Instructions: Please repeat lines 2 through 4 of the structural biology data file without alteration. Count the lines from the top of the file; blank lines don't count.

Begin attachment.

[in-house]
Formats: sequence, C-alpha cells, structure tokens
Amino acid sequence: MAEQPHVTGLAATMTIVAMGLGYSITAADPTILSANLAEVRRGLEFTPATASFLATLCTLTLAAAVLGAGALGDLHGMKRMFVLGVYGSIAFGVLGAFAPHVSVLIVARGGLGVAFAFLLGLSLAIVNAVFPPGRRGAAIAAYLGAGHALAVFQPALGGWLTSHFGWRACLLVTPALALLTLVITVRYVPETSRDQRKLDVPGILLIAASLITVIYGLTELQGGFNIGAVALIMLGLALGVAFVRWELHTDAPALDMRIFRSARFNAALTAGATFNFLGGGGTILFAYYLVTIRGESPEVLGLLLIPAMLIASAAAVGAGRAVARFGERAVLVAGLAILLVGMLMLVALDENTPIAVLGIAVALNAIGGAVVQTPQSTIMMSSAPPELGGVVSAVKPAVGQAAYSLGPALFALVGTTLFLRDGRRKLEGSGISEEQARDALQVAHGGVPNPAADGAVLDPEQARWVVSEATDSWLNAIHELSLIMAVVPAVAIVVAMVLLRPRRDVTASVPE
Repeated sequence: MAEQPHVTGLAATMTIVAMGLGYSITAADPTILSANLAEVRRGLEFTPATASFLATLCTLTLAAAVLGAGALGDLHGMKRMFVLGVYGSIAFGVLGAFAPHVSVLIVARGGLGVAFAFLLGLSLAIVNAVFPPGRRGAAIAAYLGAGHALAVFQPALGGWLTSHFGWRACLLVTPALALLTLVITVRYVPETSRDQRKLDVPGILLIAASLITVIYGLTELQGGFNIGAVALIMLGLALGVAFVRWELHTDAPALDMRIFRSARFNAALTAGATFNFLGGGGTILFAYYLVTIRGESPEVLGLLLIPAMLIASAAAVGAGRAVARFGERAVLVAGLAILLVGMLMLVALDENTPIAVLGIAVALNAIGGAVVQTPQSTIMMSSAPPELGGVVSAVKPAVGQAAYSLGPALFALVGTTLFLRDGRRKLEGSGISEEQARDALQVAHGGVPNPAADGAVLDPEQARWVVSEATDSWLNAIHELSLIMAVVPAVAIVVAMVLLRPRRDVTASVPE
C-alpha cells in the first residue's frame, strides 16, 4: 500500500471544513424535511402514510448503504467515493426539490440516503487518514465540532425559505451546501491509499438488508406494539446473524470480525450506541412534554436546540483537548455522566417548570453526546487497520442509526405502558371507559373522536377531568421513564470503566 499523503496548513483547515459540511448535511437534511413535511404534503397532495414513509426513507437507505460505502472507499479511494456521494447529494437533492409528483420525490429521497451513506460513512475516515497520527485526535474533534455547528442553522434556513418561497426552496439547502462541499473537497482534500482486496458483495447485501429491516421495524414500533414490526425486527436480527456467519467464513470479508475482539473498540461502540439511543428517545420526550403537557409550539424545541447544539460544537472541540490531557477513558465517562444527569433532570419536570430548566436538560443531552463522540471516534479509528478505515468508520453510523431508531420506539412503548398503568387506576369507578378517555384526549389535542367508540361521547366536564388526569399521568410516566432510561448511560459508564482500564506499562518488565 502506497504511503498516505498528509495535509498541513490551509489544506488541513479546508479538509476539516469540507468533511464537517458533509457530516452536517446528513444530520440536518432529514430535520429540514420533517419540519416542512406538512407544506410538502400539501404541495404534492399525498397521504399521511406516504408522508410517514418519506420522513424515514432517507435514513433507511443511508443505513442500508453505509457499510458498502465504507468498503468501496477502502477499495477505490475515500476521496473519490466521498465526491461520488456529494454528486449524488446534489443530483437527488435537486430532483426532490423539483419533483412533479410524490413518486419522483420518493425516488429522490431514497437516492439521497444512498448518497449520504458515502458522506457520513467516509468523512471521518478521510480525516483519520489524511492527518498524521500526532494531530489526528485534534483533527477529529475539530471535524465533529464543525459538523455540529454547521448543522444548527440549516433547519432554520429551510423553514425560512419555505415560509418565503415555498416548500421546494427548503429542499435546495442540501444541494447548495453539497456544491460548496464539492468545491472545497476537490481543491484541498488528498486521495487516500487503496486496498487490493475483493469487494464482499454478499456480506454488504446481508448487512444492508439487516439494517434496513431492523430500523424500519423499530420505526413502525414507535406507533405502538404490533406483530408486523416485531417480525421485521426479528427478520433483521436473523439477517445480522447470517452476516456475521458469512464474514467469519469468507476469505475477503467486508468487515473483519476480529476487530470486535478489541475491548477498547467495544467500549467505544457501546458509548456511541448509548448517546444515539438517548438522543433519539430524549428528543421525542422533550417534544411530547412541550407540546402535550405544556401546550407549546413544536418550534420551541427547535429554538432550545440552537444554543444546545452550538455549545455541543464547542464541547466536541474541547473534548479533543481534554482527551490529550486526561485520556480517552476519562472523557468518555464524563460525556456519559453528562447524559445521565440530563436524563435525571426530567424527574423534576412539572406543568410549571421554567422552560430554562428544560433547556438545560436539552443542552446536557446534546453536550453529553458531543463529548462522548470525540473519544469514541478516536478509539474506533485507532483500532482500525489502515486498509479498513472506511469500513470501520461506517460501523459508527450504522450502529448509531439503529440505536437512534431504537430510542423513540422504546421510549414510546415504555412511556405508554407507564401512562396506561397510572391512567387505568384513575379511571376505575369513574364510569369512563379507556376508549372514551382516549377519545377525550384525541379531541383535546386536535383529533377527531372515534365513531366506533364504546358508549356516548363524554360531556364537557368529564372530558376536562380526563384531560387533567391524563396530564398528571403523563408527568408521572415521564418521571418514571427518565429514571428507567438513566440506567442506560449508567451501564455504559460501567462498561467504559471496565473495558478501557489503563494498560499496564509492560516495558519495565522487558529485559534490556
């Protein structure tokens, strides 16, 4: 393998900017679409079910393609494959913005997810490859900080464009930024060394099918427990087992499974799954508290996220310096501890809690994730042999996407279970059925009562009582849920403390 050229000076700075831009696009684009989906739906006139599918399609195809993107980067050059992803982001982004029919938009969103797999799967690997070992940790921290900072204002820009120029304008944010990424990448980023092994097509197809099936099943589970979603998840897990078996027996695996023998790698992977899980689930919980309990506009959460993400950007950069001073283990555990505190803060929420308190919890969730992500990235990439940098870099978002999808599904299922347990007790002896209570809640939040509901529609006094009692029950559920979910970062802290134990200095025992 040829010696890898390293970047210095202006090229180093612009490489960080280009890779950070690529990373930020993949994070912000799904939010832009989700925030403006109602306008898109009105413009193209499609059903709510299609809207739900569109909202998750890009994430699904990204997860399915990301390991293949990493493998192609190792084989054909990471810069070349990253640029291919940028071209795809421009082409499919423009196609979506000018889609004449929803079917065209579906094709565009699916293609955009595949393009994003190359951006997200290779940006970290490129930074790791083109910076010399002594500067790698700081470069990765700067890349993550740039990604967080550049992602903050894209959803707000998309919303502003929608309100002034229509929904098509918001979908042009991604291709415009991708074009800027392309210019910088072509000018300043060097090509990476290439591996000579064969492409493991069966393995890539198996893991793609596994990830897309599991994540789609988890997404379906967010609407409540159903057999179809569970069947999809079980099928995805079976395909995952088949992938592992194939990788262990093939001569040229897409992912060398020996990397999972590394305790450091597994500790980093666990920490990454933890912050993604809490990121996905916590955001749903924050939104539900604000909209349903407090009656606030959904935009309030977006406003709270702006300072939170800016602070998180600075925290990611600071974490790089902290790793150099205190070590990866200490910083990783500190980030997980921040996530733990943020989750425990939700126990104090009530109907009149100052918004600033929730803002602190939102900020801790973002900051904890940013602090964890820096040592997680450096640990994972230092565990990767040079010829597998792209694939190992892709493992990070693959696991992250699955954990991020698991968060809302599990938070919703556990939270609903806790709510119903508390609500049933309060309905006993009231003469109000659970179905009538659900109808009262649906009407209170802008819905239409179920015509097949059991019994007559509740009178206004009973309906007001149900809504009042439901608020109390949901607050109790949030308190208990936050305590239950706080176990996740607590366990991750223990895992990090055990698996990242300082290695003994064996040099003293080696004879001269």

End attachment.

Formats: sequence, C-alpha cells, structure tokens
Amino acid sequence: MAEQPHVTGLAATMTIVAMGLGYSITAADPTILSANLAEVRRGLEFTPATASFLATLCTLTLAAAVLGAGALGDLHGMKRMFVLGVYGSIAFGVLGAFAPHVSVLIVARGGLGVAFAFLLGLSLAIVNAVFPPGRRGAAIAAYLGAGHALAVFQPALGGWLTSHFGWRACLLVTPALALLTLVITVRYVPETSRDQRKLDVPGILLIAASLITVIYGLTELQGGFNIGAVALIMLGLALGVAFVRWELHTDAPALDMRIFRSARFNAALTAGATFNFLGGGGTILFAYYLVTIRGESPEVLGLLLIPAMLIASAAAVGAGRAVARFGERAVLVAGLAILLVGMLMLVALDENTPIAVLGIAVALNAIGGAVVQTPQSTIMMSSAPPELGGVVSAVKPAVGQAAYSLGPALFALVGTTLFLRDGRRKLEGSGISEEQARDALQVAHGGVPNPAADGAVLDPEQARWVVSEATDSWLNAIHELSLIMAVVPAVAIVVAMVLLRPRRDVTASVPE
Repeated sequence: MAEQPHVTGLAATMTIVAMGLGYSITAADPTILSANLAEVRRGLEFTPATASFLATLCTLTLAAAVLGAGALGDLHGMKRMFVLGVYGSIAFGVLGAFAPHVSVLIVARGGLGVAFAFLLGLSLAIVNAVFPPGRRGAAIAAYLGAGHALAVFQPALGGWLTSHFGWRACLLVTPALALLTLVITVRYVPETSRDQRKLDVPGILLIAASLITVIYGLTELQGGFNIGAVALIMLGLALGVAFVRWELHTDAPALDMRIFRSARFNAALTAGATFNFLGGGGTILFAYYLVTIRGESPEVLGLLLIPAMLIASAAAVGAGRAVARFGERAVLVAGLAILLVGMLMLVALDENTPIAVLGIAVALNAIGGAVVQTPQSTIMMSSAPPELGGVVSAVKPAVGQAAYSLGPALFALVGTTLFLRDGRRKLEGSGISEEQARDALQVAHGGVPNPAADGAVLDPEQARWVVSEATDSWLNAIHELSLIMAVVPAVAIVVAMVLLRPRRDVTASVPE